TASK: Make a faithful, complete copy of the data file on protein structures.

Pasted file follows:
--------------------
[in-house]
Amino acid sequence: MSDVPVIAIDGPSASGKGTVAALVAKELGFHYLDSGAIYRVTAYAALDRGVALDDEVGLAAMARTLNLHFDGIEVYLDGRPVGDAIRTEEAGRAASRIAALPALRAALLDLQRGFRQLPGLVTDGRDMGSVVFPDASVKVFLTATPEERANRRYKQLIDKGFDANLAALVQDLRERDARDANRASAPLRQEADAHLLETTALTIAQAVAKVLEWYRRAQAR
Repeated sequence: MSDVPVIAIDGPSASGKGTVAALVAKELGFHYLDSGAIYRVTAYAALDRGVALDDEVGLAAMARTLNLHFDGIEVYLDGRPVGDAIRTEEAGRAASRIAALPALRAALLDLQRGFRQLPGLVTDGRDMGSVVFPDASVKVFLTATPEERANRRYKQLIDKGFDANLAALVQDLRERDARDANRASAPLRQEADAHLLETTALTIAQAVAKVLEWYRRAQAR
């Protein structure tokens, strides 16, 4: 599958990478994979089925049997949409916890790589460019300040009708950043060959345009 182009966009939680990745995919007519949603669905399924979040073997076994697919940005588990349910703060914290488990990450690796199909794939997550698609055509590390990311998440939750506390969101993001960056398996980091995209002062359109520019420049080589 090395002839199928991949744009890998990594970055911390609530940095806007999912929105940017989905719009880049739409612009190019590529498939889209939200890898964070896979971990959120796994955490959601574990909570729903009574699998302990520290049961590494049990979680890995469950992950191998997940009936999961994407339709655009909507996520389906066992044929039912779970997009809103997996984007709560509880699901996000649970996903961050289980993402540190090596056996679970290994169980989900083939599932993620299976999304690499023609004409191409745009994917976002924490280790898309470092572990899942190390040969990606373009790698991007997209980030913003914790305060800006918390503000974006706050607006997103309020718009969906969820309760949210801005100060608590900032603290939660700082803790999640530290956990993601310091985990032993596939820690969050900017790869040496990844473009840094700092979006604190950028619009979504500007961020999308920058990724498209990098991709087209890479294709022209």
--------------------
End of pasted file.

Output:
[in-house]
Amino acid sequence: MSDVPVIAIDGPSASGKGTVAALVAKELGFHYLDSGAIYRVTAYAALDRGVALDDEVGLAAMARTLNLHFDGIEVYLDGRPVGDAIRTEEAGRAASRIAALPALRAALLDLQRGFRQLPGLVTDGRDMGSVVFPDASVKVFLTATPEERANRRYKQLIDKGFDANLAALVQDLRERDARDANRASAPLRQEADAHLLETTALTIAQAVAKVLEWYRRAQAR
Repeated sequence: MSDVPVIAIDGPSASGKGTVAALVAKELGFHYLDSGAIYRVTAYAALDRGVALDDEVGLAAMARTLNLHFDGIEVYLDGRPVGDAIRTEEAGRAASRIAALPALRAALLDLQRGFRQLPGLVTDGRDMGSVVFPDASVKVFLTATPEERANRRYKQLIDKGFDANLAALVQDLRERDARDANRASAPLRQEADAHLLETTALTIAQAVAKVLEWYRRAQAR
């Protein structure tokens, strides 16, 4: 599958990478994979089925049997949409916890790589460019300040009708950043060959345009 182009966009939680990745995919007519949603669905399924979040073997076994697919940005588990349910703060914290488990990450690796199909794939997550698609055509590390990311998440939750506390969101993001960056398996980091995209002062359109520019420049080589 090395002839199928991949744009890998990594970055911390609530940095806007999912929105940017989905719009880049739409612009190019590529498939889209939200890898964070896979971990959120796994955490959601574990909570729903009574699998302990520290049961590494049990979680890995469950992950191998997940009936999961994407339709655009909507996520389906066992044929039912779970997009809103997996984007709560509880699901996000649970996903961050289980993402540190090596056996679970290994169980989900083939599932993620299976999304690499023609004409191409745009994917976002924490280790898309470092572990899942190390040969990606373009790698991007997209980030913003914790305060800006918390503000974006706050607006997103309020718009969906969820309760949210801005100060608590900032603290939660700082803790999640530290956990993601310091985990032993596939820690969050900017790869040496990844473009840094700092979006604190950028619009979504500007961020999308920058990724498209990098991709087209890479294709022209």